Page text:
Those who believe have passed from death to life.

Do you want to be among the living or the dead?  There was nothing that this disciple could do for his father at this point.  The best burial in the world would not change his relationship with God, but you are in a position to have the right relationship with God at this very moment.

Let the dead deal with the dead.  You have an invitation to life.  Are you ready to live?

Let’s jump to 2020.  I know, some of you would rather just go to 2021, but we are still in the 42nd month of 2020.  Let’s bring these words of Jesus to our present time.

I’ll phrase this in two simple dichotomies.

All in or try to squeeze in?

Life or death?

Will we commit to following Jesus with everything we are and everything we have or will we try to work him into our schedule and our comfort zone?

Will we follow the one who has the words of life or are we content with a short period of life in the flesh and then letting our flesh rot in the ground as an appropriate tribute to a life lived without God?

All in or not?  Life or death? 

Intellectually, we know the answers.  The real question is will we accept the cost of following Jesus?

Christ died for all.  Salvation is 100% from God so that no man may boast that any part of salvation came of himself, but will we live with Jesus as Lord of our lives?

When we receive the gift of life in the words, Jesus is Lord, have we truly received him as Lord? 

Have we repented of the ways of the world?

Are we seeking the ways of God?

Is God first in our lives?

Do we live in the substance of things hoped for and rely on the evidence of things not seen?

When we sing, I have decided to follow Jesus, do we place terms and conditions on our discipleship?  Do we consider the cost first?  It’s a logical thing to do.  Jesus used the example of a wise person considering the cost of building before beginning construction.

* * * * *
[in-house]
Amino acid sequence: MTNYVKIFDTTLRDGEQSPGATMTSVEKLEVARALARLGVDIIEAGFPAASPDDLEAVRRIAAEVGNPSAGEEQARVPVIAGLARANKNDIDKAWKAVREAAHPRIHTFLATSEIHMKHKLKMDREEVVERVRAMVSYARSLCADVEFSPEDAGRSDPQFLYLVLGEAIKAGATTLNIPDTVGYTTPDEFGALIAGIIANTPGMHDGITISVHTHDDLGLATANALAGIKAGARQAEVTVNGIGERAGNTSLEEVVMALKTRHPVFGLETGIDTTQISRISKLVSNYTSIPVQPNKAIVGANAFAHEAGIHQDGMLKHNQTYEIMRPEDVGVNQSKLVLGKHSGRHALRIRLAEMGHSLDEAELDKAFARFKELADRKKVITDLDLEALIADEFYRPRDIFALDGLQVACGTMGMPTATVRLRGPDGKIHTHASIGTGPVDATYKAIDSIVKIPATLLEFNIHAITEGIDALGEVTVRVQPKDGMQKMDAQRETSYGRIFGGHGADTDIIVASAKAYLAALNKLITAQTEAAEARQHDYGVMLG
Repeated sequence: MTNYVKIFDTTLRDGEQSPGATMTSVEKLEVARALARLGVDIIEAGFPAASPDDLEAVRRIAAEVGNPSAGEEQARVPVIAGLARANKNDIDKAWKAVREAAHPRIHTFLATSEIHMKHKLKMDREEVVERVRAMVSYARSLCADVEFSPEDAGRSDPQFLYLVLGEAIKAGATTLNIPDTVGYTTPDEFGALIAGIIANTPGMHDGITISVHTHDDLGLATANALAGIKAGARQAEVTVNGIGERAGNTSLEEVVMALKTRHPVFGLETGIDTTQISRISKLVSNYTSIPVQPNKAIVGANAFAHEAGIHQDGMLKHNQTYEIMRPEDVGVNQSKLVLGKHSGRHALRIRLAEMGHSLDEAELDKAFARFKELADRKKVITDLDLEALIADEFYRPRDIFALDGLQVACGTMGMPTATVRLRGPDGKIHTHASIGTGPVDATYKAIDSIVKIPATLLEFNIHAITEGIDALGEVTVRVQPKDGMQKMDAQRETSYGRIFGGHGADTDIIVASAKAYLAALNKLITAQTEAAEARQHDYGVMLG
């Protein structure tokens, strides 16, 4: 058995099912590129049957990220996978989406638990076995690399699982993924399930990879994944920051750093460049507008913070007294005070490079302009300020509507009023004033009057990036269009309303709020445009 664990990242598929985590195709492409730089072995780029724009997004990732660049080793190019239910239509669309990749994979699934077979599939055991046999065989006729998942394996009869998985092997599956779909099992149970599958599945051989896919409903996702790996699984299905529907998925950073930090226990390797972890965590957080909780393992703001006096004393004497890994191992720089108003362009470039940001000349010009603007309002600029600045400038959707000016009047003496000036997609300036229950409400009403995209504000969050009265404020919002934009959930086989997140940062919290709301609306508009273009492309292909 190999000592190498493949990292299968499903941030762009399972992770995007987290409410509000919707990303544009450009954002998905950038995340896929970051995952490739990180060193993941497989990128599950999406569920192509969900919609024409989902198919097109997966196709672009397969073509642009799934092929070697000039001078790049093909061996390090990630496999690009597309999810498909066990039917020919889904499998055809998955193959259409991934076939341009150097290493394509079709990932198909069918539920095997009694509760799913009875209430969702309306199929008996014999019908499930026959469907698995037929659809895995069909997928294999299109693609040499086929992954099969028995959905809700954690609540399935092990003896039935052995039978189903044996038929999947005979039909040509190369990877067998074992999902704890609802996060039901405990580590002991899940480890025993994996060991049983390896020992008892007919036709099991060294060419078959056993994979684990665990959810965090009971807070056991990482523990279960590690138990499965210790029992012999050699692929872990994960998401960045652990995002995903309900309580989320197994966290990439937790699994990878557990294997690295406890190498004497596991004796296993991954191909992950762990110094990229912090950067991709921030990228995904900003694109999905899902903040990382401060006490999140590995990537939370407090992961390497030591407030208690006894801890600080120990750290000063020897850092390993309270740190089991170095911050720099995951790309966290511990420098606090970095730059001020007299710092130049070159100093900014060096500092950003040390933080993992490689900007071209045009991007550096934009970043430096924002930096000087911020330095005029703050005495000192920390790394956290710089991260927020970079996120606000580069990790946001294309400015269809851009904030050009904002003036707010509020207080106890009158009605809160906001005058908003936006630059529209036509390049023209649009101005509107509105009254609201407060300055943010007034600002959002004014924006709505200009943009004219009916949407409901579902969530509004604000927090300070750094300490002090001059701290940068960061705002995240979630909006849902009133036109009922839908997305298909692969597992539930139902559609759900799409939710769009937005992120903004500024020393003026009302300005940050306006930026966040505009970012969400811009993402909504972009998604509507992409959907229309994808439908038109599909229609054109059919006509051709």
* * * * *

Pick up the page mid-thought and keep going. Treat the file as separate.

But we don’t really know the cost of following Jesus.  There’s blessing and there are hardships.  There is peace and there is persecution.  Treasure in heaven is of greater value than treasure on earth, but eye has not seen the treasure in heaven.  I can check my accounts online for everything I have stored up on earth.

The only cost that we can assess accurately is that we will live with Jesus as Lord or we won’t.  We live in the blessed assurance of knowing that God has good plans, hope, and a future in store for us that we could not conceive on our own, or we are not quite ready to commit to what is often unseen.

Again, Jesus brought the substance of these encounters to faith.  Do you trust me enough to go all in?  Can you leave the dead for the living?

Jesus asks us, which is greater:  Having Jesus as Lord or resting in our worldly comfort zone?

I pray that we hold nothing back from our discipleship.

I petition us all to trust our Lord with everything that we have.

I have faith that we can set aside our own understanding and the things of this world to which we have been conformed.

I long for the day when Christians will take themselves out of the judgment seat and simply follow Jesus.

I know that we can make God first in our lives, seeking him and his kingdom, desiring to live fully in his right standing.

We can be his light and his love in this dark world.  We can live now.  Daily we can rest our heads with Jesus and without concern for the things this world seeks after.

We can pick up our cross and follow Jesus, not knowing what the world has in store for us, but certain of what our Lord has in store for us.

Don’t squeeze him in.  Make him first.

Choose to be among the living, not the dead.